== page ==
By Diego Graglia, FI2W web editor
WHAT: From India’s IBN news network: Terrorists equipped with heavy machine guns, including AK-47s and grenades, strike at the city’s most high-profile targets: the Chhattrapati Shivaji Terminus (CST) rail terminus; the landmark Taj Hotel at the Gateway, and the luxury Oberoi Trident at Nariman Point. Attacks started at Cafe Leopold, a place popular with foreigners. There were other shootouts at Cama hospital and near the Metro cinema.
From India Times: Terrorists struck in at least ten places. They took hostages at the Oberoi Trident, the Taj Mahal Palace and Tower Hotel, and Nariman House.
WHEN: The attacks started around 9.30 pm Wednesday in Mumbai, Wednesday shortly after noon New York time. Twenty-four hours later, as of Thursday evening in Mumbai, (11 am in New York) fighting continued, and explosions were reported at the Oberoi and Taj Hotel.
WHO: An unknown group, the Deccan Mujahideen, has claimed responsibility. India’s Prime Minister Manmohan Singh said, “It is evident that the group which carried out these attacks, based outside the country, had come with single-minded determination to create havoc in the commercial capital of the country.”
CASUALTIES: As of Thursday 11 am New York time, authorities were reporting 125 dead and 327 injured.
SCALE: From the International Herald Tribune: “Even by the standards of terrorism in India, which has suffered a rising number of attacks this year, the assaults were particularly brazen in scale, coordination and execution. The attackers moved against their targets after arriving at the Nariman Point district on boats.”
IMPACT: IBN says: “26/11/2008 will go down as one of the darkest days in the history of Mumbai and India. Life in the country’s financial capital remains paralysed as terrorists hold the city under siege. In a heinous terror attack that the country has seen in recent times, Mumbai came under an unprecedented night attack.”
LINKS: From The Associated Press: “Westerners in India’s financial center were targeted in the spectacular attack comprised of multiple, simultaneous assaults — a signature of past al-Qaida actions including the Sept. 11 attacks. But the Indian attack was carried out by gunmen and not the suicide bombers frequently employed by al-Qaida and its affiliates.”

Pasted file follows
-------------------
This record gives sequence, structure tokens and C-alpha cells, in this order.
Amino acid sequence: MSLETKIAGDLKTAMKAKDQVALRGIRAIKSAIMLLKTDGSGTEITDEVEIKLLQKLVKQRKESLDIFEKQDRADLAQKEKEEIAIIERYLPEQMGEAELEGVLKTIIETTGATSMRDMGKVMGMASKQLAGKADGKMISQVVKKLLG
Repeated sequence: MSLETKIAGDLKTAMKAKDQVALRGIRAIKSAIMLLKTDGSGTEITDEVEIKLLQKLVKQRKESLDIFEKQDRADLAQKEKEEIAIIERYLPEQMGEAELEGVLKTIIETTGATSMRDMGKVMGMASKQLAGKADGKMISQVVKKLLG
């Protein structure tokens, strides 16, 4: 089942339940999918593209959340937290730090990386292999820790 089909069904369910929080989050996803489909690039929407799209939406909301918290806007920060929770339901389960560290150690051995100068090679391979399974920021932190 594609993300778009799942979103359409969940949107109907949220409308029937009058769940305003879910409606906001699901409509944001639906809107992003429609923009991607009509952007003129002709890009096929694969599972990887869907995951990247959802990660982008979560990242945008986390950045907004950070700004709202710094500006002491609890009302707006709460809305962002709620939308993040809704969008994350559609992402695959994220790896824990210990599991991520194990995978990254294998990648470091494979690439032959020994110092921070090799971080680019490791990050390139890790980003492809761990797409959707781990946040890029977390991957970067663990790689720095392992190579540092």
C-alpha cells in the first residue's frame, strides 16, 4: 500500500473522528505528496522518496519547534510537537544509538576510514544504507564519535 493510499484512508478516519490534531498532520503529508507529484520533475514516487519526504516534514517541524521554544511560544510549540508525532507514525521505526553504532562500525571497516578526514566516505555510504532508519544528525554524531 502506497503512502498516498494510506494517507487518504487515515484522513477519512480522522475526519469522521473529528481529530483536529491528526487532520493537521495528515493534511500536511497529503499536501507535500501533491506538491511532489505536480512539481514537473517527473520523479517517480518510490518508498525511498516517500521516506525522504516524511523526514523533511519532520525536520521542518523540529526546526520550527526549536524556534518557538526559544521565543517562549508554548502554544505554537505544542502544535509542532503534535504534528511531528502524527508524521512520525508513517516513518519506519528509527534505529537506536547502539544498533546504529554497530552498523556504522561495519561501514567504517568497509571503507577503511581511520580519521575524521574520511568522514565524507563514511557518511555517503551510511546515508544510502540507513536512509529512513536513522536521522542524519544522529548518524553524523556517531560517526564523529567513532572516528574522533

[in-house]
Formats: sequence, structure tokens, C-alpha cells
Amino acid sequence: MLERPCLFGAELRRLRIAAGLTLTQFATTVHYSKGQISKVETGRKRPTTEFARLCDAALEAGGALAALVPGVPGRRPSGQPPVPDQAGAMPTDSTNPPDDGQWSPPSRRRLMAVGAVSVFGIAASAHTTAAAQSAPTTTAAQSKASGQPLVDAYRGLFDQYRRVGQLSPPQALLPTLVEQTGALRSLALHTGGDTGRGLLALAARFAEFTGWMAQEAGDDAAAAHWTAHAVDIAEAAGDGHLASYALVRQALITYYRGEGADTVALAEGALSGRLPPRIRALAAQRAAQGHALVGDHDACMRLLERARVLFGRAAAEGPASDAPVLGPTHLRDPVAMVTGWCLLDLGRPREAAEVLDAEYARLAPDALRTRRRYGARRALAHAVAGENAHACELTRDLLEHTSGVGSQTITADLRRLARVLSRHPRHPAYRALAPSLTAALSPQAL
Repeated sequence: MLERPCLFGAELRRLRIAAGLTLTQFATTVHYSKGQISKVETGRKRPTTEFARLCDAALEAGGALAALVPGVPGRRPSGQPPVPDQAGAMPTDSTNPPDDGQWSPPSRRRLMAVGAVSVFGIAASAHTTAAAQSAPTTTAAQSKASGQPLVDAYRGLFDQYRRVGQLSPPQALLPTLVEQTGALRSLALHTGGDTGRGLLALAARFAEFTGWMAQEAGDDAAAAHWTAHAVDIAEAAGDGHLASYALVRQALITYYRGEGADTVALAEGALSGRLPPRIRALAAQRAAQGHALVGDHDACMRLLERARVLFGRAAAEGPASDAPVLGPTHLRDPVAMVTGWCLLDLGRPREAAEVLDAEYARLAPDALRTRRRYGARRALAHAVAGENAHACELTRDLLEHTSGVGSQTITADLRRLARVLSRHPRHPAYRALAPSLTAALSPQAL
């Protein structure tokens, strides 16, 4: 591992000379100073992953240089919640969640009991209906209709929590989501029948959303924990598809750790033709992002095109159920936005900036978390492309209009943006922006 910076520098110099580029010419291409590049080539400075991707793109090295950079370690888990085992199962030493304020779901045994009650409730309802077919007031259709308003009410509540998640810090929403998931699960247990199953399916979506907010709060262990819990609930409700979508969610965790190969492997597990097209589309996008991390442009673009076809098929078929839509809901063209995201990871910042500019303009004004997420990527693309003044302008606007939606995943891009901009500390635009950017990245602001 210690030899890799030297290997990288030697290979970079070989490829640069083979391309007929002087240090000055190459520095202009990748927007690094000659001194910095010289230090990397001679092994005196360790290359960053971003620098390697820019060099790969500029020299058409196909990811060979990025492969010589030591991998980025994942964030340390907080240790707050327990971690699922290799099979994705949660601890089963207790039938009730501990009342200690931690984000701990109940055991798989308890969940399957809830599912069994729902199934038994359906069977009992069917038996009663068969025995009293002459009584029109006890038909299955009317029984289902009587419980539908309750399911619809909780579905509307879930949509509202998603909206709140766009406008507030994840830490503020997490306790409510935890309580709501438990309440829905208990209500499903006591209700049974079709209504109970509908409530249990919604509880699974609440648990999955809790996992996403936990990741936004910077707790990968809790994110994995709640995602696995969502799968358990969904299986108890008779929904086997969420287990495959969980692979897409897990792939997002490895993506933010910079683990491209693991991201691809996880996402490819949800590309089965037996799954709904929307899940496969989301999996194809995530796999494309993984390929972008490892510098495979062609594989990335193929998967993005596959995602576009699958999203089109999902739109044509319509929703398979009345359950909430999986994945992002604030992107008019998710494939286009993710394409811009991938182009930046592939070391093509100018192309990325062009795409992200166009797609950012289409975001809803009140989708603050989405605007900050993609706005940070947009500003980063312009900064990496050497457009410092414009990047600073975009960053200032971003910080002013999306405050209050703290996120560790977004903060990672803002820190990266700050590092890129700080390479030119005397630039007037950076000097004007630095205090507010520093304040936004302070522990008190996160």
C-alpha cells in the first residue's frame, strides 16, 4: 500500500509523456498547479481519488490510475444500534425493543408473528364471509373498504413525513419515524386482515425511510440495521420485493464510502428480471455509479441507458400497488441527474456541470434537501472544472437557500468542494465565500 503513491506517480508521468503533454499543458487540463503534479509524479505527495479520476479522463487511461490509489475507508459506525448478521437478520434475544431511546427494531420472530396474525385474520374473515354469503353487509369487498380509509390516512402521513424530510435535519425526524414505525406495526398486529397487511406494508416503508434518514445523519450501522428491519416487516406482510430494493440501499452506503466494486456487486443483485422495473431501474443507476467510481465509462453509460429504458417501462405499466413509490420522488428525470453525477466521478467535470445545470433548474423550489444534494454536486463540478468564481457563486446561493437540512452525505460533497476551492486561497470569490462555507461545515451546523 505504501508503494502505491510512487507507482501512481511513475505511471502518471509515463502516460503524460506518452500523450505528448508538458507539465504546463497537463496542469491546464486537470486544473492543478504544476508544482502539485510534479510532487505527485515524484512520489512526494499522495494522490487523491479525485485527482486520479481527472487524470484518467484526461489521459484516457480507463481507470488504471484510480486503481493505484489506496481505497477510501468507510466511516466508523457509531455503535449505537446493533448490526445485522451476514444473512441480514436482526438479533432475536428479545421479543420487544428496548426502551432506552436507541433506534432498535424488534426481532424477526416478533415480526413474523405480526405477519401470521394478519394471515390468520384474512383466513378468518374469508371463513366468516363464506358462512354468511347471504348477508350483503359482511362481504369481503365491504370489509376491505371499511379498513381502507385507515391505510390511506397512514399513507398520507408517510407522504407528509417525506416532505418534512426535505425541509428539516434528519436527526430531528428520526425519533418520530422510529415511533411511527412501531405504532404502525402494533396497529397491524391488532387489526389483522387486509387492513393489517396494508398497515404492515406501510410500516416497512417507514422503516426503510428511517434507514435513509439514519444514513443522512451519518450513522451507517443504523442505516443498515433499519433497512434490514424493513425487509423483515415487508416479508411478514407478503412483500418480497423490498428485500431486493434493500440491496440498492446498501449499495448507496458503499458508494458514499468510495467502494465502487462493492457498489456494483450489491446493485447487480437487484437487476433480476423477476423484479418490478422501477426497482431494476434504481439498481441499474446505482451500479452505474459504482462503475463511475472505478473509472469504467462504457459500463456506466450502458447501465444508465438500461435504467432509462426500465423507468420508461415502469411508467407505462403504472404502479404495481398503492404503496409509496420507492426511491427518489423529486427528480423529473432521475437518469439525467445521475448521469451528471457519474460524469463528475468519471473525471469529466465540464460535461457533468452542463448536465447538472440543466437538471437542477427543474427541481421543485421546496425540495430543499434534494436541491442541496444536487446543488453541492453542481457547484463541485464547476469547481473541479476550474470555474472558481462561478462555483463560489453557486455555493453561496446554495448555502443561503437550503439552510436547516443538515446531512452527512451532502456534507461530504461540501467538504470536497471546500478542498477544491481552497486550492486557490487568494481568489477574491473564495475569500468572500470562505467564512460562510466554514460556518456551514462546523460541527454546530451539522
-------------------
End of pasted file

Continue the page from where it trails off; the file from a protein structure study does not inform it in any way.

From The Guardian: Linking the attacks to al-Qaida “was an immediate, simplistic — and probably misleading — response to the attacks on big hotels, seen as western targets, in Mumbai. Certainly, the terrorists appeared to be Muslim extremists. Although they must have assumed they were going to be killed even though they took hostages, the attackers were not suicide bombers, overt martyrs of the kind we have witnessed elsewhere — in London, Iraq, and now in Afghanistan — since the 9/11 attacks on the U.S.”
A FIRST-PERSON ACCOUNT: From India Uncut blog:
…we headed to All Stir Fry, the restaurant in the Gordon House Hotel in a lane down from there. They told us we’d have to wait 20 minutes. We stepped out again, and as we did so, we heard gunshots, and saw people running towards us from the left side.
One of the hotel employees rushed out and told us to get back in. “There must have been an encounter,” he said. “Get back in, you’ll be safe inside.”
We followed him in. We waited in the lounge-bar upstairs for a while. The big screen there was showing cricket. India won. Then someone changed the channel.
That’s when we realised that this was much more than a random police encounter, or a couple of gunshots. We heard that terrorists with AK-47s had opened fire outside Leopold’s, the pub down the road. We heard there was firing elsewhere in the city as well, including in the Taj. We watched transfixed, and as the apparent scale of the incidents grew, we realised we couldn’t go home. We asked if they had a room vacant; they did, so we settled in, switched on the TV, and watched in horror.